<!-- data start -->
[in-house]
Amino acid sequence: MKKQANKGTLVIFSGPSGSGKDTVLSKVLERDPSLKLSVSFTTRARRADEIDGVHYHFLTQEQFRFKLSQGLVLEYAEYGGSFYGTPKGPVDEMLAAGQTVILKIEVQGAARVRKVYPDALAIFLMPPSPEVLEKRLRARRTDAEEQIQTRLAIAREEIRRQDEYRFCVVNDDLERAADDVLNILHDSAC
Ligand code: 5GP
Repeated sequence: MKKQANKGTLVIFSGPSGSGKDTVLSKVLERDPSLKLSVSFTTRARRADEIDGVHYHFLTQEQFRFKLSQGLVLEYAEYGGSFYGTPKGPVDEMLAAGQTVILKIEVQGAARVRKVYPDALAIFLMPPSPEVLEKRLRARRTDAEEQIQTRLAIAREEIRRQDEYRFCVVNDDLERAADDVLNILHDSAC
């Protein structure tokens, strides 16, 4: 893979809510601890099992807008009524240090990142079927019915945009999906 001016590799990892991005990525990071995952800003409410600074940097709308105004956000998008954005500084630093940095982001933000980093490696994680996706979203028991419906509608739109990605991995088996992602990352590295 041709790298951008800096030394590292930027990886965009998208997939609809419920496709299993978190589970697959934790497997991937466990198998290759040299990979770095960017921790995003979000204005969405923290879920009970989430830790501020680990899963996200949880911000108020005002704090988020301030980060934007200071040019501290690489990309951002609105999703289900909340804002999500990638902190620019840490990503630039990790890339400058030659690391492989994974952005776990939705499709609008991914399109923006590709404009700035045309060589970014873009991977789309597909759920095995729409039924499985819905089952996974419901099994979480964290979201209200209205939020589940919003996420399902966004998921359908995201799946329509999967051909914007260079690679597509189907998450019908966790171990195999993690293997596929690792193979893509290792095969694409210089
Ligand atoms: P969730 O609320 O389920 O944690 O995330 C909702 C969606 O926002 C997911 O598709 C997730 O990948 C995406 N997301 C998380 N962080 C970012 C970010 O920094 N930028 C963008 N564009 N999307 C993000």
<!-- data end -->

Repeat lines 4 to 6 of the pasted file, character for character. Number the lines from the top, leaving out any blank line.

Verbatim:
Repeated sequence: MKKQANKGTLVIFSGPSGSGKDTVLSKVLERDPSLKLSVSFTTRARRADEIDGVHYHFLTQEQFRFKLSQGLVLEYAEYGGSFYGTPKGPVDEMLAAGQTVILKIEVQGAARVRKVYPDALAIFLMPPSPEVLEKRLRARRTDAEEQIQTRLAIAREEIRRQDEYRFCVVNDDLERAADDVLNILHDSAC
């Protein structure tokens, strides 16, 4: 893979809510601890099992807008009524240090990142079927019915945009999906 001016590799990892991005990525990071995952800003409410600074940097709308105004956000998008954005500084630093940095982001933000980093490696994680996706979203028991419906509608739109990605991995088996992602990352590295 041709790298951008800096030394590292930027990886965009998208997939609809419920496709299993978190589970697959934790497997991937466990198998290759040299990979770095960017921790995003979000204005969405923290879920009970989430830790501020680990899963996200949880911000108020005002704090988020301030980060934007200071040019501290690489990309951002609105999703289900909340804002999500990638902190620019840490990503630039990790890339400058030659690391492989994974952005776990939705499709609008991914399109923006590709404009700035045309060589970014873009991977789309597909759920095995729409039924499985819905089952996974419901099994979480964290979201209200209205939020589940919003996420399902966004998921359908995201799946329509999967051909914007260079690679597509189907998450019908966790171990195999993690293997596929690792193979893509290792095969694409210089
Ligand atoms: P969730 O609320 O389920 O944690 O995330 C909702 C969606 O926002 C997911 O598709 C997730 O990948 C995406 N997301 C998380 N962080 C970012 C970010 O920094 N930028 C963008 N564009 N999307 C993000």